Judith U Oguzie DVM PhD Research Fellow World BankAfrican Center of Excellence for Genomics of Infectious Diseases ACEGID Redeemers University Ede Nigeri a How By establishing a continental consortium of key national laboratories academic and public health institutions to ad ID: 935107 Download Presentation
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Highlighting Excellent Research at ACEGID
Judith U. Oguzie, DVMPhD Research Fellow, World Bank-African Center of Excellence for Genomics of Infectious Diseases (ACEGID)Redeemer’s University, Ede, NigeriaSlide2
By establishing a continental consortium of key national laboratories, academic and public health institutions to advance outbreak surveillance and research in Africa
Generate and analyze the genomic diversity of Pathogens in real-time to map the spread of the disease and characterize its pathogenicity, virulence and to inform public health preventive and control measures. real-time to map the spread of the disease and characterize its pathogenicity, virulence and to inform public health preventive and control measures.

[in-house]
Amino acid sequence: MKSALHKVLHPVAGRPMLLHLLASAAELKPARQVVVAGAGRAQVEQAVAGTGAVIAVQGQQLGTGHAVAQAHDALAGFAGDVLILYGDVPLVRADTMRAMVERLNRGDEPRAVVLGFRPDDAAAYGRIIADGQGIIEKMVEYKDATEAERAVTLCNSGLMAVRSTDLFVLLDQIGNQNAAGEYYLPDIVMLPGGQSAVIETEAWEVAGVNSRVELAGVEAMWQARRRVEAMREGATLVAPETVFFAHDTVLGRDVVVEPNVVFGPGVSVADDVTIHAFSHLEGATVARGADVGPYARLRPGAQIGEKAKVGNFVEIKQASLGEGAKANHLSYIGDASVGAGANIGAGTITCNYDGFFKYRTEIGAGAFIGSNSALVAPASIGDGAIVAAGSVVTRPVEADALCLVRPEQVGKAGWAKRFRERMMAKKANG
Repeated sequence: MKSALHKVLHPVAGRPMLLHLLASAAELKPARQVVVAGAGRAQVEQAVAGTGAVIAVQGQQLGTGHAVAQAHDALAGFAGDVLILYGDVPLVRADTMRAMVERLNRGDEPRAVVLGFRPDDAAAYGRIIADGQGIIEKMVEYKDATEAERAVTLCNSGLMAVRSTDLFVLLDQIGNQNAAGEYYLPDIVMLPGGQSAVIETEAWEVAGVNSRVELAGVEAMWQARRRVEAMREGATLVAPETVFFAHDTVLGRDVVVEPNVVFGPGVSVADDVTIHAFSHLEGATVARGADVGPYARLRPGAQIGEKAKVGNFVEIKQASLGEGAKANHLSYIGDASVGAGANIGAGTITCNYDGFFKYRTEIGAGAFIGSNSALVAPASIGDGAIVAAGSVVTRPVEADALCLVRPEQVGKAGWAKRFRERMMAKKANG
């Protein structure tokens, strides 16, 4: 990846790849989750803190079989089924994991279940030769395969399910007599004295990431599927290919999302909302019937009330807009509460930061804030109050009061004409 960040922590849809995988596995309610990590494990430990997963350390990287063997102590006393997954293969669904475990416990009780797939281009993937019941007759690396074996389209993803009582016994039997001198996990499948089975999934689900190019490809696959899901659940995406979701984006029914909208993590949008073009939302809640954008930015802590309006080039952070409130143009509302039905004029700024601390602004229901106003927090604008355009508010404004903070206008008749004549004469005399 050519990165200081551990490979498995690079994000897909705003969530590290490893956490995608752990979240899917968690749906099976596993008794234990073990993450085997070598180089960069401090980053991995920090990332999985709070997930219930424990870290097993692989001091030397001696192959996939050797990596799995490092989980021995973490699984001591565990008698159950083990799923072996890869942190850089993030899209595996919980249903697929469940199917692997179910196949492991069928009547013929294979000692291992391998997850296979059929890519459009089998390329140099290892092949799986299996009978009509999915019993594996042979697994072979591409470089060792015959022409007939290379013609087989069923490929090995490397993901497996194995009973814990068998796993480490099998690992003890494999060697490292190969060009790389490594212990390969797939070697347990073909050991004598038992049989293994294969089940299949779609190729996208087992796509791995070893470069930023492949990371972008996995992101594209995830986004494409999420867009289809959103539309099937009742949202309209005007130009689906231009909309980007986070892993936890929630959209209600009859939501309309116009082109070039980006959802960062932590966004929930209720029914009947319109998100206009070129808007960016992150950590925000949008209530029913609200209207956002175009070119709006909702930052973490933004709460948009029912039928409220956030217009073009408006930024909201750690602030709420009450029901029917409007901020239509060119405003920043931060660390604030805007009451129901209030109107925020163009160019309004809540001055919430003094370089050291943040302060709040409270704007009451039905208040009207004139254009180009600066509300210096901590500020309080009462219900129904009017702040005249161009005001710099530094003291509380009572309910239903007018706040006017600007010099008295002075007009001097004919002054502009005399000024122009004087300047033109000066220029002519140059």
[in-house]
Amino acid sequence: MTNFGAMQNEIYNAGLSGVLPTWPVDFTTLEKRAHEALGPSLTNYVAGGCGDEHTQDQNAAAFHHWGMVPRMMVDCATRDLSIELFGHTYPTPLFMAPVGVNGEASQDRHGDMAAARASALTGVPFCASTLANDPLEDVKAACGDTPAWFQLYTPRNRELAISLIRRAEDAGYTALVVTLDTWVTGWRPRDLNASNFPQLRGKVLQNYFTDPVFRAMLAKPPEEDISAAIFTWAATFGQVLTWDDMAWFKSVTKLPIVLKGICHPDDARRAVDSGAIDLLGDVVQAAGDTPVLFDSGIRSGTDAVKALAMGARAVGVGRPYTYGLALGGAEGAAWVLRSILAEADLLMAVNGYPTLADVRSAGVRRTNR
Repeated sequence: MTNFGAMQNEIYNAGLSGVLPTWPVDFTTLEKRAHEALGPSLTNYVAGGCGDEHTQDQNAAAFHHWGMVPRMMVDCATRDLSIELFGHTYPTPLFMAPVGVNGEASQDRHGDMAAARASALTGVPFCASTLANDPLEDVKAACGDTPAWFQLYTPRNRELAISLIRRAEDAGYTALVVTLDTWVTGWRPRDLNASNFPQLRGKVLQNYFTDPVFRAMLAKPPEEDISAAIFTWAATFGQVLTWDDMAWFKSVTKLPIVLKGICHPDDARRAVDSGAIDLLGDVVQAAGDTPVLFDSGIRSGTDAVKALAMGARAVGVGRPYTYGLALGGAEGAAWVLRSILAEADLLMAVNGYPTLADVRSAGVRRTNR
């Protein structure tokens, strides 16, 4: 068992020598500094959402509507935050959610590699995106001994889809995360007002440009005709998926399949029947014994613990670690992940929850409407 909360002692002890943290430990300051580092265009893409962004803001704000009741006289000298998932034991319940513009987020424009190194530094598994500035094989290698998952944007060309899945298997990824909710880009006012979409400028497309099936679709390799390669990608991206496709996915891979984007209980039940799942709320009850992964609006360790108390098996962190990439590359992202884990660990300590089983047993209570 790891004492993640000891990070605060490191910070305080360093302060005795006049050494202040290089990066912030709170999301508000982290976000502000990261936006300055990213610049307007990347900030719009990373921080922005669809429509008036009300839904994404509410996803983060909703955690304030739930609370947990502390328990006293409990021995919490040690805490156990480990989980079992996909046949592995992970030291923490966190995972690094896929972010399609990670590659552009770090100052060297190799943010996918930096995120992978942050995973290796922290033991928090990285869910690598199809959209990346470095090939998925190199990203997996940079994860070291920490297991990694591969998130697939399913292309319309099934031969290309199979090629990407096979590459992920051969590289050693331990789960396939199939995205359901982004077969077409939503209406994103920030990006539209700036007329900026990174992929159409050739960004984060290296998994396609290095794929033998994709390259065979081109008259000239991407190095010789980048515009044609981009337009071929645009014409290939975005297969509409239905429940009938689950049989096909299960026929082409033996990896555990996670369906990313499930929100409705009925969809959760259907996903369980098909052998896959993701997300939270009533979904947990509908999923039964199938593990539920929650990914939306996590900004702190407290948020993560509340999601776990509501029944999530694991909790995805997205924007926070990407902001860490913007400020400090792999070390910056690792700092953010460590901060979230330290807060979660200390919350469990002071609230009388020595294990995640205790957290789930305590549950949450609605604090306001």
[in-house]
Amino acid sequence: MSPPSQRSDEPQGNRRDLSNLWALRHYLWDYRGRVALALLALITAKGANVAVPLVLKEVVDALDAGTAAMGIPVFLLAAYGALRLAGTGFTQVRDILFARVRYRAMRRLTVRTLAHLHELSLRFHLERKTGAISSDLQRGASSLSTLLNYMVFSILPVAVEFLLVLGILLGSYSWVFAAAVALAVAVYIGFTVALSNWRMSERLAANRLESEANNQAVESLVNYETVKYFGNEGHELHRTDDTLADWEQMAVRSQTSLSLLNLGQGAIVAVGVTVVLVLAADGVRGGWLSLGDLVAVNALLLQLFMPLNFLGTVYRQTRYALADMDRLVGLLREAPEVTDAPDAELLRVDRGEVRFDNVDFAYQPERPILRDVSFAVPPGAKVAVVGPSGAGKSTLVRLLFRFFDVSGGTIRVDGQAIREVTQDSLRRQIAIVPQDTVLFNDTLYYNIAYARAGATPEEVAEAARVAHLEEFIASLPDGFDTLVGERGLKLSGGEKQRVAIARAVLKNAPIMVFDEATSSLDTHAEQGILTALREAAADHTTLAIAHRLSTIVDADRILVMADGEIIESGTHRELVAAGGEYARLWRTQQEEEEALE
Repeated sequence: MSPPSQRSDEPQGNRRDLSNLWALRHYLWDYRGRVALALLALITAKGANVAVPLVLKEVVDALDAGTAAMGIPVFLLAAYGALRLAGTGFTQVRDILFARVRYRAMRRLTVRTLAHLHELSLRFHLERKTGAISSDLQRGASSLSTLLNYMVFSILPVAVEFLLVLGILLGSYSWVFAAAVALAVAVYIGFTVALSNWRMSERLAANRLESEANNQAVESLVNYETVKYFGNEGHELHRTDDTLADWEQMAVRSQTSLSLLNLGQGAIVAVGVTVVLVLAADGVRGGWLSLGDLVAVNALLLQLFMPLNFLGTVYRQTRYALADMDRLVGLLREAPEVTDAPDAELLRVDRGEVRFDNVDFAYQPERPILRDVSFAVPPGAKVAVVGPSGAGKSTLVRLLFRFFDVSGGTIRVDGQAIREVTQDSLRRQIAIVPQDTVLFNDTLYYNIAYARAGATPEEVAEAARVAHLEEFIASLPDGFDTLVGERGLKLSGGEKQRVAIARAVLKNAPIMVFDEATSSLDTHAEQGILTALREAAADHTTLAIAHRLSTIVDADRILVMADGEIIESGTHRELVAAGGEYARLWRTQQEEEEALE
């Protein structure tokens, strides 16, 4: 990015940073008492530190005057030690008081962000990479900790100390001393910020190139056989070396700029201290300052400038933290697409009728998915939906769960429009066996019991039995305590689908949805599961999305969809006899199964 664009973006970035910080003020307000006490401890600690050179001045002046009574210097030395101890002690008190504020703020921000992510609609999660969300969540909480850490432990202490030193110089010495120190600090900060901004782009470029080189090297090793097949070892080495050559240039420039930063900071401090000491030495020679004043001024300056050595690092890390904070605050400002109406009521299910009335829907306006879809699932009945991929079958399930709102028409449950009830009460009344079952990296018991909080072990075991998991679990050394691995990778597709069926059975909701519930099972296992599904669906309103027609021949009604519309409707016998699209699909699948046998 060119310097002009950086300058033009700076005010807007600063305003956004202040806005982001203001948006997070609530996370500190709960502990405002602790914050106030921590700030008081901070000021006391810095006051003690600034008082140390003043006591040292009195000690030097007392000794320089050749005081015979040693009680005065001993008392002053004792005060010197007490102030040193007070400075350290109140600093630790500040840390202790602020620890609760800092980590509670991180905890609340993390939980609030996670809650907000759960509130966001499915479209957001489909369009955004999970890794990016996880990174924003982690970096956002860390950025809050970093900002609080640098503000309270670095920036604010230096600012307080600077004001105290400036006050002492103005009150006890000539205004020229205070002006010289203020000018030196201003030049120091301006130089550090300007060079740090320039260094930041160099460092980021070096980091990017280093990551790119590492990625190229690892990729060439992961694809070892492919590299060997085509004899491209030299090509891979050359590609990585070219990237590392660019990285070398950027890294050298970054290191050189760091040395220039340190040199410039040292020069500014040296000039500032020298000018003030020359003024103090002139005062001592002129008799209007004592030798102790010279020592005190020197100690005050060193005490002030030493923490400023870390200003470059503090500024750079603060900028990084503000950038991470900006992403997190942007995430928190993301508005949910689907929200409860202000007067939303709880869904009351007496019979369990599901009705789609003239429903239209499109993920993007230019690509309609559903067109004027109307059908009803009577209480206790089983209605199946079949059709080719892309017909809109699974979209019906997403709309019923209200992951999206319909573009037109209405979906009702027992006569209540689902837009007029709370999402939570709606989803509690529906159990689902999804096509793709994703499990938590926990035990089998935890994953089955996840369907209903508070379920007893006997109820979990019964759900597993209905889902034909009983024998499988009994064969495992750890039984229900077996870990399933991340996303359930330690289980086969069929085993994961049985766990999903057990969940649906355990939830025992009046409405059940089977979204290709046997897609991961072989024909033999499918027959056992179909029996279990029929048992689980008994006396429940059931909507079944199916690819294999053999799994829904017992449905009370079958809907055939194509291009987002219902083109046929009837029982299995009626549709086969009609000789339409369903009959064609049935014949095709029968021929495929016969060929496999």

We want to understand and control transmission of infectious
in Africa to save lives and protect an already fragile health systemSlide3
Rapid sequencing of Ebola Virus-Summer 2014: Data made public immediately.
New deep Sequencing Methods for Lassa and Ebola viruses developed and published immediately for the benefit of the community (
Matranga CB et al. Genome Biol. 15 (2014)
June 2014: 99 genomes publicly availableAnother 150 genomes released between March 2014 and August 2015
First large-scale genome sequence-based analysis of the circulating Ebola viral populationSlide4
10 days from sample to Genbank
The data were generated super quickly!Slide5
We Developed the First EBOLA RDT
Generation Ebola Virus RDT Approved for EU by WHO and US FDA
Next Generation Sequencing Capacity
Real-time Diagnosis: Key to West Africa Successful Containment of the 2014 Ebola Outbreak.
June 2014: 99 genomes publicly available
Another 150 genomes released between March 2014 and August 2015